“It is staggering to think that, although the better-off have more money than ever before, it is the poorer people in society who are giving their money away to good causes.  While there are many wealthy people who do give to charity, often very generously, there are too many who aren’t.  I’d like to see people across the UK working to generate a culture of giving, where it is natural for people – particularly the wealthy – to give generously towards the good causes they care about.”

This news comes at the closure of The Giving Campaign (ending 30 June 2004) and is accompanied by the launch of the Campaign’s ‘Blueprint’ for charitable giving, in which the UK public is challenged to double charitable donations, as a percentage of GDP, by 2014.  Currently, 70% of people in the UK give to charity, giving an average of 0.7% GDP to charity.

For further information, visit www.givingcampaign.org.uk

– Ends –

Media Enquiries
Lucinda Gould    
The Giving Campaign
lu***********@gi************.uk

Notes to editors

· The Giving Campaign (www.givingcampaign.org.uk)

The Giving Campaign is a partnership between the Government and the charity sector, working to encourage a greater culture of giving in the UK and to raise the overall level of giving in the UK. Working from July 2001 to the end of June 2004, the Campaign has focused on four specific work streams: Targeting Wealthy People, Tax-Effective Giving, Employers and Employees and Young People.  The Campaign remains as an online tax-effective giving resource at www.givingcampaign.org.uk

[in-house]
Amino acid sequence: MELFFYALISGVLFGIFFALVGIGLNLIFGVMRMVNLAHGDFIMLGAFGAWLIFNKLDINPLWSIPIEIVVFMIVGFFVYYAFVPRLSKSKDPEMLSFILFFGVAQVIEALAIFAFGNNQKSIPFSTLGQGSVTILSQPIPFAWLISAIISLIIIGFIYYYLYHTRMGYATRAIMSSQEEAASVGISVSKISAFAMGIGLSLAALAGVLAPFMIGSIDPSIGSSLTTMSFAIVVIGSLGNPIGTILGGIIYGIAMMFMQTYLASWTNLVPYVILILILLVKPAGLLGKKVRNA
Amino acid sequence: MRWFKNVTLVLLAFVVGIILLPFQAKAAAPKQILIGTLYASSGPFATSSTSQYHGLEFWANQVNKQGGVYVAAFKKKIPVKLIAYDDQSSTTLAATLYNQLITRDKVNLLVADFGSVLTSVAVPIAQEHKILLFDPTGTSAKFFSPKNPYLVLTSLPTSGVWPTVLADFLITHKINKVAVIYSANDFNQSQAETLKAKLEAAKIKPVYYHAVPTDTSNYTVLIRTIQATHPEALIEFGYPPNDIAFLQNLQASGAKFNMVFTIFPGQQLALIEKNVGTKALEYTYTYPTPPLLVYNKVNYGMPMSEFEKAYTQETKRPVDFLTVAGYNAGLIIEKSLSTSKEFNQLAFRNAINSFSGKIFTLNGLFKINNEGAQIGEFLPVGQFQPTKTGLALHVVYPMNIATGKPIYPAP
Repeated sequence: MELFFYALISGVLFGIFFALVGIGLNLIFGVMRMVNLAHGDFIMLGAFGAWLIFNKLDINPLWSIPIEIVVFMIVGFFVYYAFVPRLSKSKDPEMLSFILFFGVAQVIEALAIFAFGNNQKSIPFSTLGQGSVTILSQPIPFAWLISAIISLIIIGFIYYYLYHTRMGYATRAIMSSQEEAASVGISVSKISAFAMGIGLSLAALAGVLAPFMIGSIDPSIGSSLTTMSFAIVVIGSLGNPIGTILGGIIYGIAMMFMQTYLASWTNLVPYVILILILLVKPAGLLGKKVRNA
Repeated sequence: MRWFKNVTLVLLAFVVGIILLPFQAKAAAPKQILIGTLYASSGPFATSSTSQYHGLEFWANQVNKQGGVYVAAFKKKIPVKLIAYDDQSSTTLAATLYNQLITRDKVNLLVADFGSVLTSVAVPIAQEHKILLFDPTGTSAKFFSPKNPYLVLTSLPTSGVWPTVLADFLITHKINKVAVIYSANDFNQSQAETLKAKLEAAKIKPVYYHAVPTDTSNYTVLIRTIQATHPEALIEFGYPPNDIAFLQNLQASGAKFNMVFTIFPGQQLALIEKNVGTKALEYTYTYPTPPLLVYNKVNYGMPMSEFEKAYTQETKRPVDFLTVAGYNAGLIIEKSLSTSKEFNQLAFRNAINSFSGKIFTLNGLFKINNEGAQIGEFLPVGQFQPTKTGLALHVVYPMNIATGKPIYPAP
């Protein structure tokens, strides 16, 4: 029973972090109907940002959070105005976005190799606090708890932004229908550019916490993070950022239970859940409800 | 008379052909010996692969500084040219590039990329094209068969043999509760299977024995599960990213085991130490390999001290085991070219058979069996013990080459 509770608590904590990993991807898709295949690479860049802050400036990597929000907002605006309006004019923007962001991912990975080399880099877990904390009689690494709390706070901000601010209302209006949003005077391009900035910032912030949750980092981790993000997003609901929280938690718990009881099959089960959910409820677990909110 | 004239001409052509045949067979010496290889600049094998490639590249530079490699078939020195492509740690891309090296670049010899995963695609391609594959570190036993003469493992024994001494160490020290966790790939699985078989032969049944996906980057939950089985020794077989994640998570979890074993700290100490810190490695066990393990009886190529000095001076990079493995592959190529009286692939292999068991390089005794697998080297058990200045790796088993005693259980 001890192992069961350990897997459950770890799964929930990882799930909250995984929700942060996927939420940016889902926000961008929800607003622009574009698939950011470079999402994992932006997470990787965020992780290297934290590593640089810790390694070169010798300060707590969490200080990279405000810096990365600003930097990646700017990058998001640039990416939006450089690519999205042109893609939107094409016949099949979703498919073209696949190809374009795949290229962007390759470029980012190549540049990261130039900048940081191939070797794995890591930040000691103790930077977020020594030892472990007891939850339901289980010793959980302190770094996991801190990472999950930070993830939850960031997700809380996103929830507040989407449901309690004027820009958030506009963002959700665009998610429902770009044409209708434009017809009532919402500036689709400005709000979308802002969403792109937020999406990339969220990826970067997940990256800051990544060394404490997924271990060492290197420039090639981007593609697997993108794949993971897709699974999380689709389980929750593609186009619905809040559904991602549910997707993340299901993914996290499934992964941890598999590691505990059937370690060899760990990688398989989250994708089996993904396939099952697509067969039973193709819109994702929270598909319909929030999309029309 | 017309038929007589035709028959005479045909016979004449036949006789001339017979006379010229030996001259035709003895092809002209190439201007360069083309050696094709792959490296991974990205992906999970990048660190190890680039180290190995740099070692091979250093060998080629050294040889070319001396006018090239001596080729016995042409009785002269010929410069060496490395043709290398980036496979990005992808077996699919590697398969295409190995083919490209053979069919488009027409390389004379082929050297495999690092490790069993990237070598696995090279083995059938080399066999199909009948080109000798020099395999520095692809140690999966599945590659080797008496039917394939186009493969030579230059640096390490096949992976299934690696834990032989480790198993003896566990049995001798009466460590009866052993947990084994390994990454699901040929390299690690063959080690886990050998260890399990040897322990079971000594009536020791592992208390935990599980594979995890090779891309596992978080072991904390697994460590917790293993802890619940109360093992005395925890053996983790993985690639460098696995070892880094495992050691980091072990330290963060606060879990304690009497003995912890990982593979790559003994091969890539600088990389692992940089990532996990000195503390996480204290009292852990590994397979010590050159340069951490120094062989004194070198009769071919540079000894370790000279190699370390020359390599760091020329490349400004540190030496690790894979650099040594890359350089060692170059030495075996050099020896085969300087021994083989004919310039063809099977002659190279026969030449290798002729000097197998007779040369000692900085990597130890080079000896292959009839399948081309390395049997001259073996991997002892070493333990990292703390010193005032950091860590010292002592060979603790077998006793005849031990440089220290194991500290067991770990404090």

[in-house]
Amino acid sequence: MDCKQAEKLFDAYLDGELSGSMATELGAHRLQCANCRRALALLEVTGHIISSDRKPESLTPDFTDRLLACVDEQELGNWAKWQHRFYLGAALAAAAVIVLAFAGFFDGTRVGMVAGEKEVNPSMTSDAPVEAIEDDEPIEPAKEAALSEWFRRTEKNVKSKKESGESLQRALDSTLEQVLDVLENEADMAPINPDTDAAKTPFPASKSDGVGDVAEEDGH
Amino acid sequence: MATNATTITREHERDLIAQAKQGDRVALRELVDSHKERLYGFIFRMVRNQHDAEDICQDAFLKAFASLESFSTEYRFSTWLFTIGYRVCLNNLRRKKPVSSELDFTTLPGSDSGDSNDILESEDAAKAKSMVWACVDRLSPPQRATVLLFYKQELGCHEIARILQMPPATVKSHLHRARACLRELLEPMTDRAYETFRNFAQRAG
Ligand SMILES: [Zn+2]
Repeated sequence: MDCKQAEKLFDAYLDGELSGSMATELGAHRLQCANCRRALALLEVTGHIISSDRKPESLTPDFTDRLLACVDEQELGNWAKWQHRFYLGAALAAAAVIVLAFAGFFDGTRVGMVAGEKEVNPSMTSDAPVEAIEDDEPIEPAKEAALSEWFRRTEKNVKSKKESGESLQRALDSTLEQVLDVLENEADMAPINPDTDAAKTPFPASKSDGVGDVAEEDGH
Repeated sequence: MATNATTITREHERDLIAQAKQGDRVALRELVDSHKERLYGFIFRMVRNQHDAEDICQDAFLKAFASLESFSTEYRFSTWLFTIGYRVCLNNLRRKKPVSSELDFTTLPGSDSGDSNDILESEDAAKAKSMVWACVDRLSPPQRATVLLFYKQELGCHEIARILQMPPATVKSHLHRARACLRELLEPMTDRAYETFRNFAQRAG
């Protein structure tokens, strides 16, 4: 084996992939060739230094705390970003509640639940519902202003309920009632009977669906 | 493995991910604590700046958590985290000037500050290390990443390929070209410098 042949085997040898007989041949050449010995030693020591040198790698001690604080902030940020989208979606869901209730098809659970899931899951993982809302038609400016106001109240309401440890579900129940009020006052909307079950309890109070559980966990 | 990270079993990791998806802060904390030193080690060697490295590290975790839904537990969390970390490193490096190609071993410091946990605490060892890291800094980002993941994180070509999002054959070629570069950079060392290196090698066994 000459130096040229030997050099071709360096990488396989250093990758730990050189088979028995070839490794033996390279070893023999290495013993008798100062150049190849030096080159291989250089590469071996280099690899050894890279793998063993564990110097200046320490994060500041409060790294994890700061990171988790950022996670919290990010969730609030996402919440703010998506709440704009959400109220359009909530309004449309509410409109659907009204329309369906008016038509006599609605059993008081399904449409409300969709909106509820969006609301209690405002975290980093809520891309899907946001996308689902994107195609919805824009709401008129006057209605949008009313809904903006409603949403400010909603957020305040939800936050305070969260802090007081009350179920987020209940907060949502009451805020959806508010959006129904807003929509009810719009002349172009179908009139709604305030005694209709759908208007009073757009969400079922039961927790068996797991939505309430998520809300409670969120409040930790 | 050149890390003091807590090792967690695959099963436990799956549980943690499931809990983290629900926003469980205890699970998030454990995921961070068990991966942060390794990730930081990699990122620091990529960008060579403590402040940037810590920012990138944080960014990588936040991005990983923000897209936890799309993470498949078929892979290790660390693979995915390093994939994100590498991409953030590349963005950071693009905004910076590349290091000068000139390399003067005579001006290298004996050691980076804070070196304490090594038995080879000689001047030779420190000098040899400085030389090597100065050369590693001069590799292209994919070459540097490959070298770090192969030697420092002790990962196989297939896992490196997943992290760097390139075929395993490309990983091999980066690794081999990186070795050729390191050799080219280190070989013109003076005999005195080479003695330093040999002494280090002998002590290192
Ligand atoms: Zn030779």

· Experian (www.experian.com)

Experian is a global leader in providing information solutions to organisations and consumers.  Experian works with more than 40,000 clients across diverse industries, including financial services, telecommunications, healthcare, insurance, retail and catalogue, automotive, manufacturing, leisure, utilities, property, e-commerce and government.  Experian is a subsidiary of GUS plc and has headquarters in Nottingham, UK, and Costa Mesa, California.  Its 13,000 people support clients in more than 60 countries.  Annual sales exceed £1.2 billion.

The word ‘Experian’ is a registered trademark in the EU and other countries and is owned by Experian Ltd and/or its associated companies.

 

·
Regional
Breakdown of data

Postal
Area

Giving Rank

Wealth Rank

Giving Index

Wealth Index

Sunderland

1

100

120

32

Blackpool

2

92

116

37

Motherwell

3

89

115

40

Dundee

4

55

114

78

Newcastle upon Tyne

5

72

114

61

Kilmarnock

6

60

114

73

Liverpool

7

69

113

62

Oldham

8

81

113

50

Paisley

9

49

112

84

Sheffield

10

83

112

47

Hull

11

71

112

61

Cleveland

12

76

112

56

Blackburn

13

78

112

53

Wakefield

14

87

112

41

Glasgow

15

39

111

101

Torquay

16

109

111

24

Kirkcaldy

17

56

111

76

Manchester

18

88

111

40

Wigan

19

91

111

40

Durham

20

90

111

40

Doncaster

21

98

111

33

Halifax

22

68

110

64

Darlington

23

85

110

42

Newport

24

75

110

59

Galashiels

25

102

110

31

Truro

26

113

110

11

Dumfries

27

112

109

20

Canterbury

28

80

109

50

Falkirk

29

44

109

91

Bolton

30

38

109

102

Wolverhampton

31

66

108

66

Carlisle

32

107

108

26

Llandudno

33

93

108

36

Lancaster

34

106

108

26

Nottingham

35

64

108

68

Stoke-on-Trent

36

74

108

60

Walsall